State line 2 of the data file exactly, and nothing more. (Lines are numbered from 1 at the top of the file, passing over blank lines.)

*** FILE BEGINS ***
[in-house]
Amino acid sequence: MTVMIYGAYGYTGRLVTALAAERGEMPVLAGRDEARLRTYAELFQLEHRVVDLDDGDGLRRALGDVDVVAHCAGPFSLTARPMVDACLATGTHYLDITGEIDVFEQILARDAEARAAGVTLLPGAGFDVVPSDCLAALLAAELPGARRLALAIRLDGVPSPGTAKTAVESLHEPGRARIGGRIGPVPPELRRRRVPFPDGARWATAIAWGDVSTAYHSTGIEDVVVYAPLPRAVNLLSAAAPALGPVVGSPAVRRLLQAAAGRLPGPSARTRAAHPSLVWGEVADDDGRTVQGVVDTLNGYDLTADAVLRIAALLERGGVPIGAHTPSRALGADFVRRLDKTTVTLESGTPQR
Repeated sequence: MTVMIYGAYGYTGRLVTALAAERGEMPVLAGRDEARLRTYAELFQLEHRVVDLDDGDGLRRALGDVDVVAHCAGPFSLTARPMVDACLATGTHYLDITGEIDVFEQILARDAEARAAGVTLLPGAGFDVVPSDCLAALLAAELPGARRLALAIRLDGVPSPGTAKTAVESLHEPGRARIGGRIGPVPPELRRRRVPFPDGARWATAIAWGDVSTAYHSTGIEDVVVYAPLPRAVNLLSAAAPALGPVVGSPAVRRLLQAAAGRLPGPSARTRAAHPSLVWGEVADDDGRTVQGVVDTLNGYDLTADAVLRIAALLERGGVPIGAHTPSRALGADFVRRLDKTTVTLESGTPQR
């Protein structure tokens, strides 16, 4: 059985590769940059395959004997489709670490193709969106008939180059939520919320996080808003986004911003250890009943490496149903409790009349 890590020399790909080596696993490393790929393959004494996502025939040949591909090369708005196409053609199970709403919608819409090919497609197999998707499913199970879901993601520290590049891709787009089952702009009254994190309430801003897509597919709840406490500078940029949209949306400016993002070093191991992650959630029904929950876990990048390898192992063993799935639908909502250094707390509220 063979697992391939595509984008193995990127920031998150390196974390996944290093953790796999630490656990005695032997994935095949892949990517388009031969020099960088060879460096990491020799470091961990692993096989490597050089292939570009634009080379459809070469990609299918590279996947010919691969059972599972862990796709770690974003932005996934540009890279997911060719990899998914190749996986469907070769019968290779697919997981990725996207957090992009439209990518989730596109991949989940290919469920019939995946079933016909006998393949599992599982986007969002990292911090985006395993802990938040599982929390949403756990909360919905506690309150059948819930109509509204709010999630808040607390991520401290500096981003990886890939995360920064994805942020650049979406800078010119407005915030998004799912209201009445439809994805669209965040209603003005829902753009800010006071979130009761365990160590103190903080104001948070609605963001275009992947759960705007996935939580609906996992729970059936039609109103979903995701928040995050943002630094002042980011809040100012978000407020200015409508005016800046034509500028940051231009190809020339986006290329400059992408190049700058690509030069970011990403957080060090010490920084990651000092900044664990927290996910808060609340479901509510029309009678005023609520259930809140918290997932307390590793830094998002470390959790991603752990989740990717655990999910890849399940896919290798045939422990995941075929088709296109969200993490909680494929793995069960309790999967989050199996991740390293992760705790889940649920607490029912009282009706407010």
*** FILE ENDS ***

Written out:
Amino acid sequence: MTVMIYGAYGYTGRLVTALAAERGEMPVLAGRDEARLRTYAELFQLEHRVVDLDDGDGLRRALGDVDVVAHCAGPFSLTARPMVDACLATGTHYLDITGEIDVFEQILARDAEARAAGVTLLPGAGFDVVPSDCLAALLAAELPGARRLALAIRLDGVPSPGTAKTAVESLHEPGRARIGGRIGPVPPELRRRRVPFPDGARWATAIAWGDVSTAYHSTGIEDVVVYAPLPRAVNLLSAAAPALGPVVGSPAVRRLLQAAAGRLPGPSARTRAAHPSLVWGEVADDDGRTVQGVVDTLNGYDLTADAVLRIAALLERGGVPIGAHTPSRALGADFVRRLDKTTVTLESGTPQR